One of my turtle-heads tends to favor a good lie (okay, any lie) over the truth. As this caped teacher is, along with many others, able to discern a lie in the seconds before it is told, I find myself catching lies multiple times a day. They are often little lies–“no I didn’t put that book there” or “yes I did ask permission to use this pen.” Some of them are bigger lies–“no I didn’t steal this poem off of the internet and turn it in as my own” or “yes I do too have permission to walk home by myself in the dark.”
This caped teacher’s parents may laugh loudly at this, but I just want him to learn that the lie is not easier. It seems easier before the telling, during the telling, and for a short while after the telling, but it is, in fact, much more difficult. Many of us know this. One of us learned this the hard way and over a long period of years telling lies to her parents.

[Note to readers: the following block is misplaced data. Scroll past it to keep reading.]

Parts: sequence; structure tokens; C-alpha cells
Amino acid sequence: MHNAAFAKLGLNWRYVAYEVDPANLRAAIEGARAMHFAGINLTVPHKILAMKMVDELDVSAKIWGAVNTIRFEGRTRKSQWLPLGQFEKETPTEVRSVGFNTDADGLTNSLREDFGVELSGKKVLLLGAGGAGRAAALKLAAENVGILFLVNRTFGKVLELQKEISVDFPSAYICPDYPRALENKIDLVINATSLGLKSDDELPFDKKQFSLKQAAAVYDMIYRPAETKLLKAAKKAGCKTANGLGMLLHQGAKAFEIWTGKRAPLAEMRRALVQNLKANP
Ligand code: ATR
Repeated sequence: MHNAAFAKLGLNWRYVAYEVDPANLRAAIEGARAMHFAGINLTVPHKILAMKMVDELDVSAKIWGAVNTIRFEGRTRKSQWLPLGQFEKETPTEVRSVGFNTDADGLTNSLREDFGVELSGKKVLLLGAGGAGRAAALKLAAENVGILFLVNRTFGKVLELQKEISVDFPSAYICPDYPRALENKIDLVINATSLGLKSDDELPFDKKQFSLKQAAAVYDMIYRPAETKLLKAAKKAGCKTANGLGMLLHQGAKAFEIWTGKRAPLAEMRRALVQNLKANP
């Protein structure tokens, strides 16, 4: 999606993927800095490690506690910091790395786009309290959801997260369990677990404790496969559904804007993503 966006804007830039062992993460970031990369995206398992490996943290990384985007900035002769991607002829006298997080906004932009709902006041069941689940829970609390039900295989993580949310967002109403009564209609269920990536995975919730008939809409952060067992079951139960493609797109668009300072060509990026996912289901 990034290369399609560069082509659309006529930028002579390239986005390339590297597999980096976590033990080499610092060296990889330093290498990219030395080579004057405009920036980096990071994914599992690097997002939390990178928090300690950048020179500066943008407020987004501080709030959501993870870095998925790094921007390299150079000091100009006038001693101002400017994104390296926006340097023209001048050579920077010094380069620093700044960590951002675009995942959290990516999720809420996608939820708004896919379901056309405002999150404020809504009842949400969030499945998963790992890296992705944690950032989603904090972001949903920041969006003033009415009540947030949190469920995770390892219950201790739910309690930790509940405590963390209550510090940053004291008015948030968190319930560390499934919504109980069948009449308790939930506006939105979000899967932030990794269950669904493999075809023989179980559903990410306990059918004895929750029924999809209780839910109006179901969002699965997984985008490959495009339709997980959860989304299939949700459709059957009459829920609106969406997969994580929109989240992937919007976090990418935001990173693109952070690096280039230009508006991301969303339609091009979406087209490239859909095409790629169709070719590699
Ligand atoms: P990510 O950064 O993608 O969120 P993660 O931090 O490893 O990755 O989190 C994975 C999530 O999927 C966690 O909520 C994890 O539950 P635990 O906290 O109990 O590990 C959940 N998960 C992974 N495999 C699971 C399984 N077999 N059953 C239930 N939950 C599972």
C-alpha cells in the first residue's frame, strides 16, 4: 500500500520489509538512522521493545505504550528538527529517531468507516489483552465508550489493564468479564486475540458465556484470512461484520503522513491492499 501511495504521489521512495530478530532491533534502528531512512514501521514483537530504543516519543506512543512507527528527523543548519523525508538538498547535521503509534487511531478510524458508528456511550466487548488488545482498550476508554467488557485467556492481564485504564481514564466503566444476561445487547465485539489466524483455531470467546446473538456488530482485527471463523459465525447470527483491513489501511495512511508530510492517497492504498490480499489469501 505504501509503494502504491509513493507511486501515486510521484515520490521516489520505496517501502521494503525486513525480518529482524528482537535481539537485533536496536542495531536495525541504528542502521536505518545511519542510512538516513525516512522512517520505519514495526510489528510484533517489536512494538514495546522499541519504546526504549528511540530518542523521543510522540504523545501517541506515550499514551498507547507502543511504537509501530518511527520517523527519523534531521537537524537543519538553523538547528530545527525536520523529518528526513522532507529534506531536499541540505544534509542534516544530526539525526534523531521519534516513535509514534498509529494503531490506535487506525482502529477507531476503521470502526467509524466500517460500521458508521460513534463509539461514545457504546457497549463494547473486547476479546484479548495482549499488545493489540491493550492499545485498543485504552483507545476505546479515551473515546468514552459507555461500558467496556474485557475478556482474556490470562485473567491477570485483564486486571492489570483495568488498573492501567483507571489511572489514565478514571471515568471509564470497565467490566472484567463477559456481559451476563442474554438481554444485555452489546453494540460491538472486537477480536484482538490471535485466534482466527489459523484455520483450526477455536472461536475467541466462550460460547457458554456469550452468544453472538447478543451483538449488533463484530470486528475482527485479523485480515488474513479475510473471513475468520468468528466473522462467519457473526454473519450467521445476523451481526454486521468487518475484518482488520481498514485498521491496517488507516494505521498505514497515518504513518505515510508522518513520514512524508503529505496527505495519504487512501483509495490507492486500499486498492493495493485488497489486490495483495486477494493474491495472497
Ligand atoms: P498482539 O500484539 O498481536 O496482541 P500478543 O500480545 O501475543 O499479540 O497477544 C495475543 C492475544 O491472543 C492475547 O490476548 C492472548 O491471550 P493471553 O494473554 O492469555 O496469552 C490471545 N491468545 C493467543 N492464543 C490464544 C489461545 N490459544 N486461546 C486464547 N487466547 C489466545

V. is still learning this. Years in foster care have not cured him of it. I hesitate to say it may have made him more certain that lies are easier. I would guess the lies feel safer on many levels.
The other day V. was presented with an opportunity to choose a lie over the truth. The truth was easy and painless, the lie was… just that. A lie. I asked him for the truth, he lied I asked him again and said (watch out… here it comes…. a new rule!)
And he did. He told the truth. He did the next day too. Then he lied again. Either way, Rule #1 has been added to the list.